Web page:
Sexual Harassment Claims No Longer Subject to Mandatory Arbitration
April 21, 2022
The Journal Record
On March 3, 2022, President Biden signed the Ending Forced Arbitration of Sexual Assault and Sexual Harassment Act of 2021 ("Act") into law. The Act reached Biden's desk by way of a bipartisan vote of 335-97 in the United States House of Representatives and a voice vote in the United State Senate.
The Act amends the Federal Arbitration Act, found in Title 9 of the United States Code, by prohibiting predispute mandatory arbitration clauses for claims of sexual assault and sexual harassment in contractual agreements. Under the Act, a "predispute arbitration agreement" is "any agreement to arbitrate a dispute that had not yet arisen at the time of the making of the agreement." Accordingly, as of March 3, 2022, such mandatory arbitration clauses, often found in employment agreements, are invalid and unenforceable as to claims for sexual assault or sexual harassment, even where the employment agreement was entered into prior to the Act becoming law on March 3, 2022. However, the Act only applies to claims or disputes that arise or accrue on or after the Act's March 3, 2022, enactment. Thus, mandatory arbitration agreements covering applicable claims pending prior to the Act's effective date remain valid.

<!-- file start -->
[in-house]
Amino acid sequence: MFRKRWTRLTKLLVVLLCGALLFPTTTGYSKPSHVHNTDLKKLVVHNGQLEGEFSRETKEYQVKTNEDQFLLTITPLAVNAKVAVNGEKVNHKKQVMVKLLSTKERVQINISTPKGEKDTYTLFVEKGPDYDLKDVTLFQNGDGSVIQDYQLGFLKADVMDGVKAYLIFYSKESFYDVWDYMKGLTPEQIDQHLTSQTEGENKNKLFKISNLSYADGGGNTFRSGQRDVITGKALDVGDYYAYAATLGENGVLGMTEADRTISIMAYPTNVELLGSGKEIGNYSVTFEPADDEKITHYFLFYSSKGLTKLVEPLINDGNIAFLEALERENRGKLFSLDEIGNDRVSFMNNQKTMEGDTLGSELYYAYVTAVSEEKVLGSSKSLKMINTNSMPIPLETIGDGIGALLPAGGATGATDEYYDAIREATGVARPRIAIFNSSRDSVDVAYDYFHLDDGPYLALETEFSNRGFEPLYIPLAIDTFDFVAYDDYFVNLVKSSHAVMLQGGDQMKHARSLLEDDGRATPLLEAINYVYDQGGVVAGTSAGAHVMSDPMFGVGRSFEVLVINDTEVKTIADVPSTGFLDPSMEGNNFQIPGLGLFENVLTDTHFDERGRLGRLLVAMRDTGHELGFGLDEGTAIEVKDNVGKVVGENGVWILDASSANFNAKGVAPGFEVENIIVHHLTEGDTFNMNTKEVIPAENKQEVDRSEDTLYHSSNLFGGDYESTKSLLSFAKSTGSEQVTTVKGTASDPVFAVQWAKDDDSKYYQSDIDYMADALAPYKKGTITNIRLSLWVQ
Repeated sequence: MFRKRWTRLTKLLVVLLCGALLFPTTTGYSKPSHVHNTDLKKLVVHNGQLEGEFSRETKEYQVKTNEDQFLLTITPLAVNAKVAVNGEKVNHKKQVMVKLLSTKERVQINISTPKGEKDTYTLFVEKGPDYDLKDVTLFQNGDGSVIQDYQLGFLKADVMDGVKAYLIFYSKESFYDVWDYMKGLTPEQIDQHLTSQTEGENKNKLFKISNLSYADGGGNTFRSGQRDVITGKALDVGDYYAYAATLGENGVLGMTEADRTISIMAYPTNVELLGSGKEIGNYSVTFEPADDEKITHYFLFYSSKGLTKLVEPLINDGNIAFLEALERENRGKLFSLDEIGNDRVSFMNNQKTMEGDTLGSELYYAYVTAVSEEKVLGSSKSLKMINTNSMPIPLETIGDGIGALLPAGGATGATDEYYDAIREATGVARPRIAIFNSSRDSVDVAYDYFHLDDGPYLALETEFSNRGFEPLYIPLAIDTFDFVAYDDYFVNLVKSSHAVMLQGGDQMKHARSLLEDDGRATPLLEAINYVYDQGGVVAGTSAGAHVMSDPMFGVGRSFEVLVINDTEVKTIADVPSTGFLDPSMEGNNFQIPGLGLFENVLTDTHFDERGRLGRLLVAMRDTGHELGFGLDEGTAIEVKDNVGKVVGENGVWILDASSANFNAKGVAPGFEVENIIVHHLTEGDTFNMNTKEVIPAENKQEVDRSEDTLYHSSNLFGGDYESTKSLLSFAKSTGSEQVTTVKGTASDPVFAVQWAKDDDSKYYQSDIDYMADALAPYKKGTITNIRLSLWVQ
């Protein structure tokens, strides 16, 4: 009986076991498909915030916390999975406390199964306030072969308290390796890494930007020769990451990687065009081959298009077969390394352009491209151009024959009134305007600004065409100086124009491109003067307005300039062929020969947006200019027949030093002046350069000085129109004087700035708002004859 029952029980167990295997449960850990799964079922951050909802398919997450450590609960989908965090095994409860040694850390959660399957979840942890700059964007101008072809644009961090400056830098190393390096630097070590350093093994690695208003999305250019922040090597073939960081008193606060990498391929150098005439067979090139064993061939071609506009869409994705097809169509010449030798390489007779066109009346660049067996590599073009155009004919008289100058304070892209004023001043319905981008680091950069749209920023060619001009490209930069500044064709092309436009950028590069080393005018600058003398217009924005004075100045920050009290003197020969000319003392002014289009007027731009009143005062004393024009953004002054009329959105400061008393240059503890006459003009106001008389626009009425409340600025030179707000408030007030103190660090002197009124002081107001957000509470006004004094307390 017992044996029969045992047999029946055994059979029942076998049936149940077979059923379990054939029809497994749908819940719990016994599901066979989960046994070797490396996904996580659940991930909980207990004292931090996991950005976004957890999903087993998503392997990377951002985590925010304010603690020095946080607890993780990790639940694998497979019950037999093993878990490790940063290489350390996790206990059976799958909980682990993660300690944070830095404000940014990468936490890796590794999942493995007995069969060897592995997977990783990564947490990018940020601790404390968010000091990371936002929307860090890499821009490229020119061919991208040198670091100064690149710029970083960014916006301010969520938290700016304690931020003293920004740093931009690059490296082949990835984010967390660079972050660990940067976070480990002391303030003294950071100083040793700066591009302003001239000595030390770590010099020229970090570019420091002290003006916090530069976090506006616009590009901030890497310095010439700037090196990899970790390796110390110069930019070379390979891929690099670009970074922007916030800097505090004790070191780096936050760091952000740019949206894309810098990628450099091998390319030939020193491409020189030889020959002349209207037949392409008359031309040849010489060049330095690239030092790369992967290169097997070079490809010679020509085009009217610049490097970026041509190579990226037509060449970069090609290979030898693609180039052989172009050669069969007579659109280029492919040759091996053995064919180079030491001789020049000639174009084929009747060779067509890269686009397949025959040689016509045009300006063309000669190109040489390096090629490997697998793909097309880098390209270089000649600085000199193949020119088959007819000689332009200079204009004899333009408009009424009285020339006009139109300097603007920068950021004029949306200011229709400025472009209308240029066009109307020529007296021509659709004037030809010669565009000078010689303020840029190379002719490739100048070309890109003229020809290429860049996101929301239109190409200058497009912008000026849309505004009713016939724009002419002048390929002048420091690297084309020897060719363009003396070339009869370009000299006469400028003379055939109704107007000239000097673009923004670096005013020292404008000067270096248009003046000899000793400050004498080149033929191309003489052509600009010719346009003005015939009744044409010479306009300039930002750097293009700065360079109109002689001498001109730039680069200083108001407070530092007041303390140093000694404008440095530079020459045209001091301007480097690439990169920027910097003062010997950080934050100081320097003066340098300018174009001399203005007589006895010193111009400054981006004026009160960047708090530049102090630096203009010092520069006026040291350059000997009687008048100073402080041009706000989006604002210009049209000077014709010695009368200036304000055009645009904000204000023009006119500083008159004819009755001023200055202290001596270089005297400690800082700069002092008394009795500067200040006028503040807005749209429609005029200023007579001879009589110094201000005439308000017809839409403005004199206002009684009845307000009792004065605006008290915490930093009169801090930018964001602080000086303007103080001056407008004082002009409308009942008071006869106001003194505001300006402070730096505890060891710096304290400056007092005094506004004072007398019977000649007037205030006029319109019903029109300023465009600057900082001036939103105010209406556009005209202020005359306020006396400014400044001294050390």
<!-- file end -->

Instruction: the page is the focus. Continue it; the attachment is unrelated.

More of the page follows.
Under the Act, an employee may still voluntarily elect to arbitrate a sexual assault or sexual harassment dispute against an employer, but employers can no longer limit an employee's pursuit of such claims to arbitration. Conceivably, employees may choose to arbitrate sexual assault or sexual harassment disputes rather than electing to sue employers in court in an effort to maintain confidentiality. The Act, however, gives the employee, not the employer, the choice of where to pursue their sexual assault or sexual harassment claim.
Moving forward, employers should consult with counsel to update their employment agreements to ensure compliance under the Act and preserve their ability to mandate arbitration claims for claims that are not related to sexual assault and sexual harassment, as the Act does not prevent employers from mandating arbitration for claims or disputes that do not involve sexual assault or sexual harassment.